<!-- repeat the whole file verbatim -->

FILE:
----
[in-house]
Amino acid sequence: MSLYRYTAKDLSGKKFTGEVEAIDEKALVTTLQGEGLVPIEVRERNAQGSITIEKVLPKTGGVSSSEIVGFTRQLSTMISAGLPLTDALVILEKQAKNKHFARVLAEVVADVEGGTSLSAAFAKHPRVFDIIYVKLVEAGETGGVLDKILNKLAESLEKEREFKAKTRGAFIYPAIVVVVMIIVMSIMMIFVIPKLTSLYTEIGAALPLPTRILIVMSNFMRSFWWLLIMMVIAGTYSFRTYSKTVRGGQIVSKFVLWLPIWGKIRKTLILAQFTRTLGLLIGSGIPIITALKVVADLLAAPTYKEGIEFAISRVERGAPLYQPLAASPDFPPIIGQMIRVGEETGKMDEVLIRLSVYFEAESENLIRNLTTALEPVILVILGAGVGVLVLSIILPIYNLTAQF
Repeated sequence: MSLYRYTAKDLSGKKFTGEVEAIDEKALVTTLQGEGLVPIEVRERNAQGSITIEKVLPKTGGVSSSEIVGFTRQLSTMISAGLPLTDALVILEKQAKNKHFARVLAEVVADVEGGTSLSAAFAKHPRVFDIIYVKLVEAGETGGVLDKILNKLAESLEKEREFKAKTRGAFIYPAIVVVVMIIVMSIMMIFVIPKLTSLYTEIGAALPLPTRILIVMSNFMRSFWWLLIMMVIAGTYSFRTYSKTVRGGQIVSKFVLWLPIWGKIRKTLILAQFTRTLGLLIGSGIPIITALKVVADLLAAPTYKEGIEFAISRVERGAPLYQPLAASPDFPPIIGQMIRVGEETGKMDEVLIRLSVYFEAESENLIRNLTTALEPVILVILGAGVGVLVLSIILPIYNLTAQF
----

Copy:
[in-house]
Amino acid sequence: MSLYRYTAKDLSGKKFTGEVEAIDEKALVTTLQGEGLVPIEVRERNAQGSITIEKVLPKTGGVSSSEIVGFTRQLSTMISAGLPLTDALVILEKQAKNKHFARVLAEVVADVEGGTSLSAAFAKHPRVFDIIYVKLVEAGETGGVLDKILNKLAESLEKEREFKAKTRGAFIYPAIVVVVMIIVMSIMMIFVIPKLTSLYTEIGAALPLPTRILIVMSNFMRSFWWLLIMMVIAGTYSFRTYSKTVRGGQIVSKFVLWLPIWGKIRKTLILAQFTRTLGLLIGSGIPIITALKVVADLLAAPTYKEGIEFAISRVERGAPLYQPLAASPDFPPIIGQMIRVGEETGKMDEVLIRLSVYFEAESENLIRNLTTALEPVILVILGAGVGVLVLSIILPIYNLTAQF
Repeated sequence: MSLYRYTAKDLSGKKFTGEVEAIDEKALVTTLQGEGLVPIEVRERNAQGSITIEKVLPKTGGVSSSEIVGFTRQLSTMISAGLPLTDALVILEKQAKNKHFARVLAEVVADVEGGTSLSAAFAKHPRVFDIIYVKLVEAGETGGVLDKILNKLAESLEKEREFKAKTRGAFIYPAIVVVVMIIVMSIMMIFVIPKLTSLYTEIGAALPLPTRILIVMSNFMRSFWWLLIMMVIAGTYSFRTYSKTVRGGQIVSKFVLWLPIWGKIRKTLILAQFTRTLGLLIGSGIPIITALKVVADLLAAPTYKEGIEFAISRVERGAPLYQPLAASPDFPPIIGQMIRVGEETGKMDEVLIRLSVYFEAESENLIRNLTTALEPVILVILGAGVGVLVLSIILPIYNLTAQF